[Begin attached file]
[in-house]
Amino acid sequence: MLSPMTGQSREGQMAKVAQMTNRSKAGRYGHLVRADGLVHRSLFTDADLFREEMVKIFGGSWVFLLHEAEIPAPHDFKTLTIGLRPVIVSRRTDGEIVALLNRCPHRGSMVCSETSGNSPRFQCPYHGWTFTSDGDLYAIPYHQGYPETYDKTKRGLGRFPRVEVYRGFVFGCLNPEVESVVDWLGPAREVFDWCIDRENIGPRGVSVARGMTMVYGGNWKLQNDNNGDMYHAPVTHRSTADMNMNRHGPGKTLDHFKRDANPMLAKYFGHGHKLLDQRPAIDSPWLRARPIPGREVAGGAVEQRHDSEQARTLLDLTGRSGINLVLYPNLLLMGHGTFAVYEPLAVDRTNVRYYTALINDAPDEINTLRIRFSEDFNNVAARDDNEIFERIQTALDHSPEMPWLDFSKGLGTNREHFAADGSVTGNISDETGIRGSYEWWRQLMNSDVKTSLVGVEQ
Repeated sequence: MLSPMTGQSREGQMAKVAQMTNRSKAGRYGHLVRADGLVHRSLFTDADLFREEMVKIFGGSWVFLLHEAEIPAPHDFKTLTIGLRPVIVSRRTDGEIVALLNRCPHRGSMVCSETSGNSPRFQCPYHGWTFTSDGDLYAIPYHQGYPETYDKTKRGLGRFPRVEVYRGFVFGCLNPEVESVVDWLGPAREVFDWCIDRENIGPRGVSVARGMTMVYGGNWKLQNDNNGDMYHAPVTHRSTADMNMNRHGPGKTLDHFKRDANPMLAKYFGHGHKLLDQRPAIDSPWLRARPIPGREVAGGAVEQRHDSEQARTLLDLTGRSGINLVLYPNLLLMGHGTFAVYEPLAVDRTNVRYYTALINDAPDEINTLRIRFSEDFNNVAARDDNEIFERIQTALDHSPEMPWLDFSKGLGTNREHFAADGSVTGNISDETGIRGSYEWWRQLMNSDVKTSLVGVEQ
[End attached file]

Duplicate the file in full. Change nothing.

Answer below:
[in-house]
Amino acid sequence: MLSPMTGQSREGQMAKVAQMTNRSKAGRYGHLVRADGLVHRSLFTDADLFREEMVKIFGGSWVFLLHEAEIPAPHDFKTLTIGLRPVIVSRRTDGEIVALLNRCPHRGSMVCSETSGNSPRFQCPYHGWTFTSDGDLYAIPYHQGYPETYDKTKRGLGRFPRVEVYRGFVFGCLNPEVESVVDWLGPAREVFDWCIDRENIGPRGVSVARGMTMVYGGNWKLQNDNNGDMYHAPVTHRSTADMNMNRHGPGKTLDHFKRDANPMLAKYFGHGHKLLDQRPAIDSPWLRARPIPGREVAGGAVEQRHDSEQARTLLDLTGRSGINLVLYPNLLLMGHGTFAVYEPLAVDRTNVRYYTALINDAPDEINTLRIRFSEDFNNVAARDDNEIFERIQTALDHSPEMPWLDFSKGLGTNREHFAADGSVTGNISDETGIRGSYEWWRQLMNSDVKTSLVGVEQ
Repeated sequence: MLSPMTGQSREGQMAKVAQMTNRSKAGRYGHLVRADGLVHRSLFTDADLFREEMVKIFGGSWVFLLHEAEIPAPHDFKTLTIGLRPVIVSRRTDGEIVALLNRCPHRGSMVCSETSGNSPRFQCPYHGWTFTSDGDLYAIPYHQGYPETYDKTKRGLGRFPRVEVYRGFVFGCLNPEVESVVDWLGPAREVFDWCIDRENIGPRGVSVARGMTMVYGGNWKLQNDNNGDMYHAPVTHRSTADMNMNRHGPGKTLDHFKRDANPMLAKYFGHGHKLLDQRPAIDSPWLRARPIPGREVAGGAVEQRHDSEQARTLLDLTGRSGINLVLYPNLLLMGHGTFAVYEPLAVDRTNVRYYTALINDAPDEINTLRIRFSEDFNNVAARDDNEIFERIQTALDHSPEMPWLDFSKGLGTNREHFAADGSVTGNISDETGIRGSYEWWRQLMNSDVKTSLVGVEQ